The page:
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In his address during the 74th session of the United Nations General Assembly in September 2019, Mexico’s Secretary of Foreign Affairs, Marcelo Ebrard, pledged that our country would adopt a feminist foreign policy. In January 2020, during the annual meeting of ambassadors and consuls, his pledge became a reality with the announcement of an international policy that emphasized gender equality.

With this decision, Mexico became the first country in Latin America to adopt a feminist foreign policy. It joins a small group of countries from around the world—France, Canada, Norway, and Sweden—that share an interest in making feminism the guideline for their foreign affairs. We specifically want our foreign policy to be informed by the core tenets of feminism, such as substantive equality, personal autonomy in decision-making, the eradication of structural inequalities, and the elimination of discrimination by paying special attention to individual and social human rights. Mexico has adopted these principles in a cross-cutting, multi-sectoral manner, with the aim of building a fairer society in our country and contributing to gender equality around the globe.

Internal and External Implications

Mexico´s feminist foreign policy has both domestic implications—that is, for the societal and governmental structure—and international implications, which affect our bilateral and multilateral commitments with other countries around the world.

With the launch of a feminist foreign policy, in terms of domestic policy, we strive to achieve  gender parity in staffing within the Foreign Ministry. Moreover, we are working with the Senate on amending legislation to achieve parity in the Foreign Service. Specifically, we have five goals:

  • A foreign policy with a gender perspective and a feminist agenda that takes Mexico’s international leadership on gender issues to the next level
  • Parity within the Foreign Ministry, and organizational reforms to achieve gender equality in the workplace
  • A Foreign Ministry that is free of violence and that emphasizes collective action to create a working environment free of gender-based violence
  • Making feminist leadership visible and raising awareness of women’s contributions to Mexico’s foreign policy
  • An intersectional feminist approach to all foreign policy actions   

In terms of the international aspects of this feminist foreign policy, Mexico has already started to demonstrate its commitment to gender equality in foreign affairs. Mexico and France are co-hosting the Generation Equality Forum, a global gathering to take stock of current efforts and make proposals on improving gender equality and gender rights. This is especially notable as this gathering will take place 25 years after the historic Fourth World Conference on Women and the adoption of the Beijing Declaration and Platform for Action, a landmark for the feminist movement.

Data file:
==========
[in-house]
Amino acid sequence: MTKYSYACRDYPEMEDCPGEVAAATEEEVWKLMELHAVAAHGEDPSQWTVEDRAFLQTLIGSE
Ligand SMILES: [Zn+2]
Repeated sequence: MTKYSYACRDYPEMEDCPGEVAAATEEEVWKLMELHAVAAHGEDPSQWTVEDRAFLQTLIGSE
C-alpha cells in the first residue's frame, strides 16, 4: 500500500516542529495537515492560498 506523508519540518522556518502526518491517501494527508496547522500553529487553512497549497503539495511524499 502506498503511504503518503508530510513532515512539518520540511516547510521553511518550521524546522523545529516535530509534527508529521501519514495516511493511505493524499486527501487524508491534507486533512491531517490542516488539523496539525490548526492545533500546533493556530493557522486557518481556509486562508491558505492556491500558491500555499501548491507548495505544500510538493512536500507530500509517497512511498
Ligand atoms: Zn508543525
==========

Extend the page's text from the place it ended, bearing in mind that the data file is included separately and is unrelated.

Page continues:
Mexico became the first country in Latin America to adopt a feminist foreign policy.

In 2019, the Mexican government, the European Union, and the United Nations joined together to present the Spotlight Initiative in Mexico. This partnership seeks to invest in improving public space design to guarantee the right to benefit from the city and to make public spaces more welcoming for all, but especially for women and girls. As is widely known, an unacceptable number of femicides continues to shake our social conscience. Femicide is the most extreme form of violence against women. The Spotlight Initiative was designed with the specific aim of changing urban environments in order to end gender violence in public spaces. In its first stage, the Initiative will be implemented in the most violent cities in Argentina, El Salvador, Guatemala, Honduras, and Mexico, with 500 million euros in funding from the EU.

Furthermore, Mexico has deposited two anti-discrimination instruments in relation to the Inter-American Conventions Against Racism and Against All Forms of Discrimination and Intolerance, which are treaties that have been adopted within the framework of the Organization of American States (OAS). These are legally binding instruments that have entered into force for all member states of the Organization after Mexico’s action.

Additionally, and very importantly, in line with the Lima Work Programme on Gender (LWPG) and Gender Action Plan (GAP), Mexico was one of the leading proponents of including gender equality in all policies to combat climate change at the 25th Conference of the Parties (COP25) to the United Nations Framework Convention on Climate Change (UNFCCC). Due to the unequal ramifications of climate change, women and girls are more vulnerable to the devastating effects of this global crisis. For instance, they are more likely to die in a natural catastrophe or be displaced for ecological reasons. Therefore, a foreign policy truly committed to gender equality around the globe must include this perspective in all deliberations and negotiations concerning climate change policies.